A Water Supply Outlook report issued last week by the Interstate Commission on the Potomac River Basin said water resources in the system are decreasing, with stream flow throughout the basin below normal. And the forecasts indicate the pattern will continue.

Upstream reservoirs - Jennings Randolph and Little Seneca - are "moderately full to full," the report stated. So, "from a water supply perspective, there is sufficient water in the Potomac River to meet Washington metropolitan area demands..."  Water releases from the reservoirs would supplement the Potomac's flow and ensure supplies for downstream communities that get their drinking water from the river.

Okay. Now I've written about the drought. Let the rains begin.

Posted by Frank Roylance at 11:38 AM | | Comments (2)
Categories: Drought
        

Comments

None of this looks very optimistic.
Some boaters are pulling for a little turn-around in October, plus maybe extra boost from expected earlier leaf-drop improving run-off & reduced tree-leaf transpiration.

Also ran across these "long range" forecasts from

http://www.longrangeweather.com/Long-Range-Monthly-Weather-Forecasts.htm

Never heard of Harris-Mann;
any comments on credibility?? (As far as long-term forecasting in general goes, that is.. ;-D) I assume this type of long range forecasting might be based on expected oceanic dynamics, which haven't been bringing anything our way lately.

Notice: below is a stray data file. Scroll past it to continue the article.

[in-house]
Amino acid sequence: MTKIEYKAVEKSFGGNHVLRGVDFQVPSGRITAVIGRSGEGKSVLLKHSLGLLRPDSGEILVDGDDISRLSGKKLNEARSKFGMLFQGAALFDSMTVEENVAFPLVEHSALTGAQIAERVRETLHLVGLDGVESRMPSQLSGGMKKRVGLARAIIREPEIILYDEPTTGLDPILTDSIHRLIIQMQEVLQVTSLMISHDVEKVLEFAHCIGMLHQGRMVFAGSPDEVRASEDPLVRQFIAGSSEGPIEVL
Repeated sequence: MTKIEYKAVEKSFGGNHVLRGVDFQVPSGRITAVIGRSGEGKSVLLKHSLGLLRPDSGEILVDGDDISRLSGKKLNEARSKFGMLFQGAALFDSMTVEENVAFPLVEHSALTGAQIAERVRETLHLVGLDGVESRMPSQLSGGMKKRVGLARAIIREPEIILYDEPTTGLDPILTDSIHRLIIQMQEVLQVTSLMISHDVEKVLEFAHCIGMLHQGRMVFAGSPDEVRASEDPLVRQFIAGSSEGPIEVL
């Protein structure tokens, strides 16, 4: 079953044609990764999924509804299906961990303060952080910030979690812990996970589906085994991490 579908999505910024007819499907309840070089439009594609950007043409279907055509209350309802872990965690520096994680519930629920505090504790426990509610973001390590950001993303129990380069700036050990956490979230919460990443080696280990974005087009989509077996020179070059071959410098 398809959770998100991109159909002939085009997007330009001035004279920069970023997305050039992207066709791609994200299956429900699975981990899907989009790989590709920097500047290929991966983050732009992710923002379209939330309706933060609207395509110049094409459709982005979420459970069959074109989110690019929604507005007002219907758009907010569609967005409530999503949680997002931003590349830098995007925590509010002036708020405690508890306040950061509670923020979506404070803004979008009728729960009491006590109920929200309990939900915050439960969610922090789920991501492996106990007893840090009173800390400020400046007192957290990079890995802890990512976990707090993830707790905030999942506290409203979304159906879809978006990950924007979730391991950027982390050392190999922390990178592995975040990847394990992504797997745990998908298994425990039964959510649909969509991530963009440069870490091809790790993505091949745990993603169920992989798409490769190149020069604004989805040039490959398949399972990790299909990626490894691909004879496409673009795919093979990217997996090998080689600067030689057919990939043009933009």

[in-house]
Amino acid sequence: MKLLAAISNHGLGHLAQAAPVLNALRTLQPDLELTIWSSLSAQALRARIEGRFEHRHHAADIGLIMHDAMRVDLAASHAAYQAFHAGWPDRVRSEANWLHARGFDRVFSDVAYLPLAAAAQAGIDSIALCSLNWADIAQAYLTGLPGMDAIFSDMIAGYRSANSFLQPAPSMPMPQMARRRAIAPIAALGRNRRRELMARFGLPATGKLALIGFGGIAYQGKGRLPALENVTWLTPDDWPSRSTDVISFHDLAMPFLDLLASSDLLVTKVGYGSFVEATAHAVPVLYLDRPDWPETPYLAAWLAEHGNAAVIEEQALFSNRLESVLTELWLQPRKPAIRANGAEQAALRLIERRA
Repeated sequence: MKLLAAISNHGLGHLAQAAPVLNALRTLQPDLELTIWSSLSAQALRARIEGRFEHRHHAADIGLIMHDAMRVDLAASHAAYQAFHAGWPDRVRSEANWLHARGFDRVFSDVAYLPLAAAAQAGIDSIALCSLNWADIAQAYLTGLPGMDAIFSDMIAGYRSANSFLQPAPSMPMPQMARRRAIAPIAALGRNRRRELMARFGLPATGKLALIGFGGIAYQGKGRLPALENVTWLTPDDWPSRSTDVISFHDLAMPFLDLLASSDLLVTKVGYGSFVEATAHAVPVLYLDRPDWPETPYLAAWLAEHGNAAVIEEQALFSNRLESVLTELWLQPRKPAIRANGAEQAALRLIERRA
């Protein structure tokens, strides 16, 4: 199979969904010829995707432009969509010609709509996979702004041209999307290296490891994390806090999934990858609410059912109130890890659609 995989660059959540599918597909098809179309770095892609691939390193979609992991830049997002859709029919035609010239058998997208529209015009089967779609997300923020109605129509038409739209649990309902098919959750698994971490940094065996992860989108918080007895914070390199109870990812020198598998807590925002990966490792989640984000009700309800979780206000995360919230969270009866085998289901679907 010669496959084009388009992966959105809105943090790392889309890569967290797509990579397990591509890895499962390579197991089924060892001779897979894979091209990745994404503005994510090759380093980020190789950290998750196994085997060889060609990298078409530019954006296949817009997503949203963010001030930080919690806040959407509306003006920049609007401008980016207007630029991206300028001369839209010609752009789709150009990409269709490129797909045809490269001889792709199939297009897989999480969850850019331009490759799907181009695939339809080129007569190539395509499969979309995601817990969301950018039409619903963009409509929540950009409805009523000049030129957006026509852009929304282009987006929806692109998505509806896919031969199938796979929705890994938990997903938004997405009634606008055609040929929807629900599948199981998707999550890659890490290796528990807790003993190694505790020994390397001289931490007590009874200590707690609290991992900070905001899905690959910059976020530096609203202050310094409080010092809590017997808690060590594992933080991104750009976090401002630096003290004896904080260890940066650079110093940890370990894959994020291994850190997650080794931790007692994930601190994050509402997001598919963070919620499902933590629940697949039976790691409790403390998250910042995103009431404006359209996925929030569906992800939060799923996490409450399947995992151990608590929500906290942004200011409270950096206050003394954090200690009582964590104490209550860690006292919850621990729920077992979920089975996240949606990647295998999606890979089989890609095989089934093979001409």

Thanks Frank for this info. I live in Western Frederick County and I have to say, its surreal. it just doesn't rain anymore. It has actually reached the point where you literally don't watch the weather reports because everyday is the same thing. I just check this blog daily because I like your commentary but that is about it. Since July 1 it has only rained on 3 days, the last being August 12th. I have lost several trees on my property, we just cannot water them anymore, everything is dying, and it looks like Arizona. Is there any long term foreast models showing this pattern changing?

FR: The NOAA Climate prediction Center's long-term forecast for Sept. through Nov. shows equal chances for above- or below-normal precipitation. http://bit.ly/ik1NJ Not much help there. These things are usually, or often, broken by a tropical storm, or remnants of one. That's a fair bet through October, anyway.

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About Frank Roylance
This site is the Maryland Weather archive. The current Maryland Weather blog can be found here.
Frank Roylance is a reporter for The Baltimore Sun. He came to Baltimore from New Bedford, Mass. in 1980 to join the old Evening Sun. He moved to the morning Sun when the papers merged in 1992, and has spent most of his time since covering science, including astronomy and the weather. One of The Baltimore Sun's first online Web logs, the Weather Blog debuted in October 2004. In June 2006 Frank also began writing comments on local weather and stargazing for The Baltimore Sun's print Weather Page. Frank also answers readers’ weather queries for the newspaper and the blog. Frank Roylance retired in October 2011. Maryland Weather is now being updated by members of The Baltimore Sun staff